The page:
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imprisonment, or — if the deepfake could incite violence or disrupt government or an election — up to 10 years.

David Greene, civil liberties director at the Electronic Frontier Foundation, says making malicious deepfakes a federal crime may hamper protected speech — like the creation of parody videos.

Reality check: New laws would be a last line of defense against deepfakes, as legislation can’t easily prevent their spread.

Can Artificial Intelligence Be Biased?

Introduction In pursuit of automation-driven efficiencies, the rapidly evolving artificial intelligence (AI) tools and techniques (such as neural networks, machine-learning, predictive analytics, speech recognition, natural-language processing and more) are now routinely used across nations: its governments, industries, organizations and academia (NGIOA) for navigation, translation, behavior modeling, robotic control, risk management, security, decision making and many other applications.

Human versus Machine Decision-Making Processes Irrespective of cyberspace, geospace or space (CGS), since technology revolutions are driven not just by accidental discovery but also by societal needs, the question we all individually and collectively need to first and foremost evaluate is whether there really is a need for decision-making algorithms—and if yes, where and why.

Artificial intelligence tools and techniques are increasingly expanding and enriching decision support not only by coordinating diverse data sources delivery in a timely and efficient manner but also by analyzing evolving data sources, trends, providing defined forecasts, developing data consistency, quantifying uncertainty of all data variables, anticipating the human or machine user’s data needs, providing information to the human or machine user in the most appropriate forms, and suggesting decisive courses of all possible action based on the intelligence gathered.

Algorithmic Engineering Process and Penetration of Bias While there are growing concerns about machine learning decision-making models, it seems AI is being woven into the very fabric of human society and everything individuals and entities do across nations: its government, industries, organizations and academia (NGIOA) in cyberspace, geospace and space (CGS).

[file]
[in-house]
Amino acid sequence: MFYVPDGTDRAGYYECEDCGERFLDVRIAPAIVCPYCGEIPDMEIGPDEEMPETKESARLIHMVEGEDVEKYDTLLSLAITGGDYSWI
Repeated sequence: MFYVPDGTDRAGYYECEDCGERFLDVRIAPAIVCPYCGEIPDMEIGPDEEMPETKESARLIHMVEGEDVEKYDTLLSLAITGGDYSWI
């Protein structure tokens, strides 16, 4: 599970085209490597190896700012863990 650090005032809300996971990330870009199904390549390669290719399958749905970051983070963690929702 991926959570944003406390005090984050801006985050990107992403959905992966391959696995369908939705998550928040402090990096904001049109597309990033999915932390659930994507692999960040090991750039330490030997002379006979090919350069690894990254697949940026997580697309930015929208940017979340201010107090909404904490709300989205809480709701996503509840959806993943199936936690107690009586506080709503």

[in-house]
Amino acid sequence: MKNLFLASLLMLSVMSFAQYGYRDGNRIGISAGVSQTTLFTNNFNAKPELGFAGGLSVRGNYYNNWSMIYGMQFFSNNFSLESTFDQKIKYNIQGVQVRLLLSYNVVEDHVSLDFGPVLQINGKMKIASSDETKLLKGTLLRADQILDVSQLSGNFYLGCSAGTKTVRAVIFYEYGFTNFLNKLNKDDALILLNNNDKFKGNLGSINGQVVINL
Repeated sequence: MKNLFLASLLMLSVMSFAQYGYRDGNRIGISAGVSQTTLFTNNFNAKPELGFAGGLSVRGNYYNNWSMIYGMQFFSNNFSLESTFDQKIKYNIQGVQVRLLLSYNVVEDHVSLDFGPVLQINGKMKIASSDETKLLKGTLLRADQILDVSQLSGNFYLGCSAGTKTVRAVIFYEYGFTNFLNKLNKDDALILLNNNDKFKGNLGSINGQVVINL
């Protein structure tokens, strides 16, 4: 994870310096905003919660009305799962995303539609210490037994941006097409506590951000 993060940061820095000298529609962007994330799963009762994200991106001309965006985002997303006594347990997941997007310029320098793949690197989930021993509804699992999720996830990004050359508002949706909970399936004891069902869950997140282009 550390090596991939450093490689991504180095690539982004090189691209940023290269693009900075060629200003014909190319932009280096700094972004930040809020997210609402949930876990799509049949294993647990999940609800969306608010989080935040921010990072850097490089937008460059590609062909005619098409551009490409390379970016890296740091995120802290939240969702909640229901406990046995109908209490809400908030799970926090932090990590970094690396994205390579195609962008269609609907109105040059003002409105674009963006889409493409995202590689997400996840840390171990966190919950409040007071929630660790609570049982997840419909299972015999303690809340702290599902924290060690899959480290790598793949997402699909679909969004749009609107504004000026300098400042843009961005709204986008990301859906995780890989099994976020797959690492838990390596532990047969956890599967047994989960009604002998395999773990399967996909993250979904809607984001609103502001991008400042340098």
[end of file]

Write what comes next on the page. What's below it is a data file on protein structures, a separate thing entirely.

Since, we are trying to re-define and re-design systems that brings us more trust and transparency, there is a clear need to promote equality, transparency and accountability in algorithm design and development for decision-making—and to ensure that data transparency, training, review and remediation are being considered throughout the entire algorithmic engineering process.

Let’s not forget Google’s search algorithm including black people in the results of a search on “gorilla.” While decision-making algorithms are inherently not biased and algorithmic decision-making depends on a number of variables -- including how the software is designed, developed, deployed and the quality, integrity and representativeness of the underlying data sources -- there is a need for a new approach to define and design decision-making algorithms.

Since it is important to evaluate what the implications will be if bias penetrates decision-making algorithms—it brings us to evaluating further whether data protection safeguards can be built into the algorithms from the earliest stages of development to prevent bias from penetrating them.

However, when it comes to its decision-making applications for systems at all levels: global, national or local (may it be government agencies, banks, credit agencies, courts, prisons, education institutions etc.,) there is a need for a global standard on the best practices to define and determine whose algorithm can be used for equality, fairness and objectivity.